The United States has declared monkeypox a public health emergency, a move that many are hoping could help free up additional resources and funding to curb the ongoing outbreak.

The announcement came from the U.S. Department of Health & Human Services’ (HHS) Secretary Xavier Becerra, who stated that the decision should speed up the distribution of vaccines, treatments, and federal resources to help stop the virus’ spread, similar to the COVID-19 pandemic.

Declared whenever a disease or disorder leads to significant outbreaks (among others), the move lasts for the duration of the emergency or 90 days. But it can be extended.

This decision comes less than a fortnight after the World Health Organization (WHO) issued its highest emergency alert following a sudden surge in confirmed cases and as the U.S. reached 6,600 cases.

New York, California, and Illinois – the three states with the highest caseloads – have also declared states of emergency.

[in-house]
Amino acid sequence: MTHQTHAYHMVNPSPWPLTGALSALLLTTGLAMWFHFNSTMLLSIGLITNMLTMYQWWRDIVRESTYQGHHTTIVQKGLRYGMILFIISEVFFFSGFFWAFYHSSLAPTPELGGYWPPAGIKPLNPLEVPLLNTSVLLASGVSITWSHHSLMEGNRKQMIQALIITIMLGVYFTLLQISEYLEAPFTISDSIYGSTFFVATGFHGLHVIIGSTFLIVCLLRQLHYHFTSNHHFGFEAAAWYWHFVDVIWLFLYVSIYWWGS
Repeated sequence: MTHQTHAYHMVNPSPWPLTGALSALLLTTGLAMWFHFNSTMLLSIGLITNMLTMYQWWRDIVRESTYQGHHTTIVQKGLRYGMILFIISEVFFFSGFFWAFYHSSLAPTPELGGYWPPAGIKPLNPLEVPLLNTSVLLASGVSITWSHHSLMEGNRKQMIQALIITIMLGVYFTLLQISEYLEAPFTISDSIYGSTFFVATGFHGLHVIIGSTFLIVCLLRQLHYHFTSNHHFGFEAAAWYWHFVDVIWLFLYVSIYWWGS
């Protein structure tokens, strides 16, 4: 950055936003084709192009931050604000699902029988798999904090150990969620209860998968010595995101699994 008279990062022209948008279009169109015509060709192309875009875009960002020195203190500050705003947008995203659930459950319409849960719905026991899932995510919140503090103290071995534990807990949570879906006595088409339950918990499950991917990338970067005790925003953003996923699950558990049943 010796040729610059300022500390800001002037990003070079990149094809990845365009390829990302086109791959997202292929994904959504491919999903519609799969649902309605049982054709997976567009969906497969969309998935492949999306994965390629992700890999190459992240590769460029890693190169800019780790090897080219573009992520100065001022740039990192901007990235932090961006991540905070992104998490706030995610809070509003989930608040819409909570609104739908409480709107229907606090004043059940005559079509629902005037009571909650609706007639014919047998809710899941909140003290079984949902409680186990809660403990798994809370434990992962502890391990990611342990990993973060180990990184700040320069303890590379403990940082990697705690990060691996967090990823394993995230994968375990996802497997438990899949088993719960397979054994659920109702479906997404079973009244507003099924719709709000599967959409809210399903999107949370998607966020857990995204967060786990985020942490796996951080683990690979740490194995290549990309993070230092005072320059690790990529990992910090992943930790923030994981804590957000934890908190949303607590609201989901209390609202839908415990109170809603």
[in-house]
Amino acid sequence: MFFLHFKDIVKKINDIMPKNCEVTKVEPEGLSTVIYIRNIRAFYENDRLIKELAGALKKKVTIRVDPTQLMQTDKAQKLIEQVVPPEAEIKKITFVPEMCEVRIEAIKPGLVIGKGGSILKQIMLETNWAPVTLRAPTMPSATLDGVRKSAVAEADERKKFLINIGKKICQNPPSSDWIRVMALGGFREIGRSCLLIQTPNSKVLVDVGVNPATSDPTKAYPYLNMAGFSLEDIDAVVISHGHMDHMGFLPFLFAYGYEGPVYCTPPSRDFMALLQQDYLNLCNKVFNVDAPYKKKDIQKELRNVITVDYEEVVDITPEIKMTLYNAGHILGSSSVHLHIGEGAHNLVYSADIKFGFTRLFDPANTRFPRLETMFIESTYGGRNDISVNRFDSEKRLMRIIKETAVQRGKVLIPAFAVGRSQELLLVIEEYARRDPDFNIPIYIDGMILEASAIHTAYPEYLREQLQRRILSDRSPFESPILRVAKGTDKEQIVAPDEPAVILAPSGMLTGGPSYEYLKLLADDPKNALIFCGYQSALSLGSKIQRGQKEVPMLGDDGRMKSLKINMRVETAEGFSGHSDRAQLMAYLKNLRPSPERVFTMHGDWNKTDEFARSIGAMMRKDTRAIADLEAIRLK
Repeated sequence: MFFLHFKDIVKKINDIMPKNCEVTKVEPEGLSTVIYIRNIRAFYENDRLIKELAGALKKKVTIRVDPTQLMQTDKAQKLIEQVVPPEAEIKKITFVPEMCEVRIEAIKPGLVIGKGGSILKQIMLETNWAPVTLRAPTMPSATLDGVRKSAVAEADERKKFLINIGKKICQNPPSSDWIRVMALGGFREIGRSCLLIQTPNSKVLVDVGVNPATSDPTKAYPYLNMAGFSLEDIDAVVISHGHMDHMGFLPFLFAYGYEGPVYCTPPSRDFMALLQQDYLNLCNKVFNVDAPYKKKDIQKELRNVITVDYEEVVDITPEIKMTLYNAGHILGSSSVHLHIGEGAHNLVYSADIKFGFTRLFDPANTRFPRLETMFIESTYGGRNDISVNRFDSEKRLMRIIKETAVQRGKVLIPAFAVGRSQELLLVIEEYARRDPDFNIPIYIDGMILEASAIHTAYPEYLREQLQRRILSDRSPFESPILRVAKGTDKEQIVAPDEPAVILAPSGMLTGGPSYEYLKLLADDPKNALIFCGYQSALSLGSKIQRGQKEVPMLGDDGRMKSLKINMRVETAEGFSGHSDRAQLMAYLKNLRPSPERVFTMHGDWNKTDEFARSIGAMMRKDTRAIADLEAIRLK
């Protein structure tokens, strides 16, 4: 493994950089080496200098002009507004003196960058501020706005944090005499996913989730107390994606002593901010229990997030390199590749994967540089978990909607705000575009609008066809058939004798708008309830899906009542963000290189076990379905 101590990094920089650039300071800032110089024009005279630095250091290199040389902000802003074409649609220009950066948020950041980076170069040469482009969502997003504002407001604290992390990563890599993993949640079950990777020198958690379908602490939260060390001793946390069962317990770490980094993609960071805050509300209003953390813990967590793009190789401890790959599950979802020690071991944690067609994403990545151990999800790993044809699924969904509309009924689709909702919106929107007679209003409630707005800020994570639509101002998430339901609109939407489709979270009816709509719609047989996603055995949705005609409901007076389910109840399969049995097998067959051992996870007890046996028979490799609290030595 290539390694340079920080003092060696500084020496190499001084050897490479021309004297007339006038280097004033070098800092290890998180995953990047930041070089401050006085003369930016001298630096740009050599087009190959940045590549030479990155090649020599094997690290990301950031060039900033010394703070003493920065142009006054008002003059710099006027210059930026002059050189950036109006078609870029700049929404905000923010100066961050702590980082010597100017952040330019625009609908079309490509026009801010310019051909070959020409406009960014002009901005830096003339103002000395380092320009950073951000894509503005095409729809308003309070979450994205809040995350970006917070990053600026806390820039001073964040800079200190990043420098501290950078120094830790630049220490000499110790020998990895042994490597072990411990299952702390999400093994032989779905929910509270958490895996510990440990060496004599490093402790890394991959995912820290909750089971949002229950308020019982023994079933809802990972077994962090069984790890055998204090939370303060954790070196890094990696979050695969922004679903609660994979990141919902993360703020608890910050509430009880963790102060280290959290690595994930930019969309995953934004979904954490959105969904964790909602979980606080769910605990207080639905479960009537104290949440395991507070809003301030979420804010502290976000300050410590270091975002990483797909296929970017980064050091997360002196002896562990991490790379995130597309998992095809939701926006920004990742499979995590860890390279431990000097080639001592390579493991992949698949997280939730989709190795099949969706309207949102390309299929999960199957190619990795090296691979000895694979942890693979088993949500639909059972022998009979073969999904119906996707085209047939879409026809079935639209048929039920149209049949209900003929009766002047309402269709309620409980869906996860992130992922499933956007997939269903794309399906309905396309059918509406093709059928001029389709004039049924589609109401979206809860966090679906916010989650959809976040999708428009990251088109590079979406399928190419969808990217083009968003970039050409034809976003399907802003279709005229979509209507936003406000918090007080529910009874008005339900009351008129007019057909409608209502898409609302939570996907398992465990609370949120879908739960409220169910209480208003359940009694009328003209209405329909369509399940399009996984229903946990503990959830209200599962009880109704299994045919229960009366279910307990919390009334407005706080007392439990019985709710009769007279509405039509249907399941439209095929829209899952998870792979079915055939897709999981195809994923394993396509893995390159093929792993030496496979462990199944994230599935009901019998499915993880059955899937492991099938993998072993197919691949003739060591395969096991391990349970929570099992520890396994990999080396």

“Ending the monkeypox outbreak is a critical priority for the Biden-Harris Administration. We are taking our response to the next level by declaring a public health emergency. With today’s declaration we can further strengthen and accelerate our response further,” said secretary Becerra.

Declaring the outbreak an emergency would provide justification for jurisdictions to sign data use agreements that would yield vaccine-related information to the Centers for Disease Control and Prevention (CDC). Currently, 51 jurisdictions have signed the agreement.

According to CNBC, President Joe Biden named a team of disaster management and health officials earlier this week to help lead the U.S. response to the monkeypox outbreak. This includes Federal Emergency Management Agency administrator Robert Fenton as the head of U.S. efforts, and CDC’s division of HIV prevention director Demetre Daskalakis as the U.S. deputy monkeypox response coordinator. Daskalakis is an expert on health issues affecting the LGBTQ community, per the White House.

Together, Fenton and Daskalakis will work with state and local authorities to ensure everyone has access to tests, vaccines, and antiviral treatments. They will also help educate the public on the virus, how it spreads, and what symptoms to watch out for.

As of the announcement, HHS has shipped more than 602,000 doses of the JYNNEOS vaccine to states and jurisdictions. HHS has also allocated 1.1 million doses to states and jurisdictions. The department has also accelerated the delivery of an additional 150,000 doses to arrive in the country by next month.